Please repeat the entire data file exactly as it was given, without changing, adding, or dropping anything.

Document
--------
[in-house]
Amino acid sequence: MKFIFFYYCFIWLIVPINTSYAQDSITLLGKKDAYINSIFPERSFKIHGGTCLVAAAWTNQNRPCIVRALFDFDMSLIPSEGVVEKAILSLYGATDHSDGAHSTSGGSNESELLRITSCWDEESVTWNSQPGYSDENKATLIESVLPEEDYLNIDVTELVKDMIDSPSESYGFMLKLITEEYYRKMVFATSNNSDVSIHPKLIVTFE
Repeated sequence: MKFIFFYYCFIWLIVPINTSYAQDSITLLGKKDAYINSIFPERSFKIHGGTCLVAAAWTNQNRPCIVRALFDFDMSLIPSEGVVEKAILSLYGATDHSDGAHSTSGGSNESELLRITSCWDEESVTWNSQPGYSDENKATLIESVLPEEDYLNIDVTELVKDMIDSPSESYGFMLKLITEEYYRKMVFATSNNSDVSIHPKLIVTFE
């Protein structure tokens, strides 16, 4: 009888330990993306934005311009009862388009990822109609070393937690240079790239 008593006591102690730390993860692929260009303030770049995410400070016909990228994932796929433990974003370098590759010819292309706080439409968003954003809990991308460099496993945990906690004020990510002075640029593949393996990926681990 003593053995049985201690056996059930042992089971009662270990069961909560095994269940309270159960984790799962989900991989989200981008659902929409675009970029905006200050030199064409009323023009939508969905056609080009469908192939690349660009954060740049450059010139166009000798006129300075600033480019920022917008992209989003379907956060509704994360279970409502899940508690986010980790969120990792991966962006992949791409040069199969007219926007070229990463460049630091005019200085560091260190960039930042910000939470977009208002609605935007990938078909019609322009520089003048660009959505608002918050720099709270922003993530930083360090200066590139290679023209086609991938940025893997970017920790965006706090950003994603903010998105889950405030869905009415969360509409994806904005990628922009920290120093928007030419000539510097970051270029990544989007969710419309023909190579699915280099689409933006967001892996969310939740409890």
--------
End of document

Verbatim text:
[in-house]
Amino acid sequence: MKFIFFYYCFIWLIVPINTSYAQDSITLLGKKDAYINSIFPERSFKIHGGTCLVAAAWTNQNRPCIVRALFDFDMSLIPSEGVVEKAILSLYGATDHSDGAHSTSGGSNESELLRITSCWDEESVTWNSQPGYSDENKATLIESVLPEEDYLNIDVTELVKDMIDSPSESYGFMLKLITEEYYRKMVFATSNNSDVSIHPKLIVTFE
Repeated sequence: MKFIFFYYCFIWLIVPINTSYAQDSITLLGKKDAYINSIFPERSFKIHGGTCLVAAAWTNQNRPCIVRALFDFDMSLIPSEGVVEKAILSLYGATDHSDGAHSTSGGSNESELLRITSCWDEESVTWNSQPGYSDENKATLIESVLPEEDYLNIDVTELVKDMIDSPSESYGFMLKLITEEYYRKMVFATSNNSDVSIHPKLIVTFE
């Protein structure tokens, strides 16, 4: 009888330990993306934005311009009862388009990822109609070393937690240079790239 008593006591102690730390993860692929260009303030770049995410400070016909990228994932796929433990974003370098590759010819292309706080439409968003954003809990991308460099496993945990906690004020990510002075640029593949393996990926681990 003593053995049985201690056996059930042992089971009662270990069961909560095994269940309270159960984790799962989900991989989200981008659902929409675009970029905006200050030199064409009323023009939508969905056609080009469908192939690349660009954060740049450059010139166009000798006129300075600033480019920022917008992209989003379907956060509704994360279970409502899940508690986010980790969120990792991966962006992949791409040069199969007219926007070229990463460049630091005019200085560091260190960039930042910000939470977009208002609605935007990938078909019609322009520089003048660009959505608002918050720099709270922003993530930083360090200066590139290679023209086609991938940025893997970017920790965006706090950003994603903010998105889950405030869905009415969360509409994806904005990628922009920290120093928007030419000539510097970051270029990544989007969710419309023909190579699915280099689409933006967001892996969310939740409890």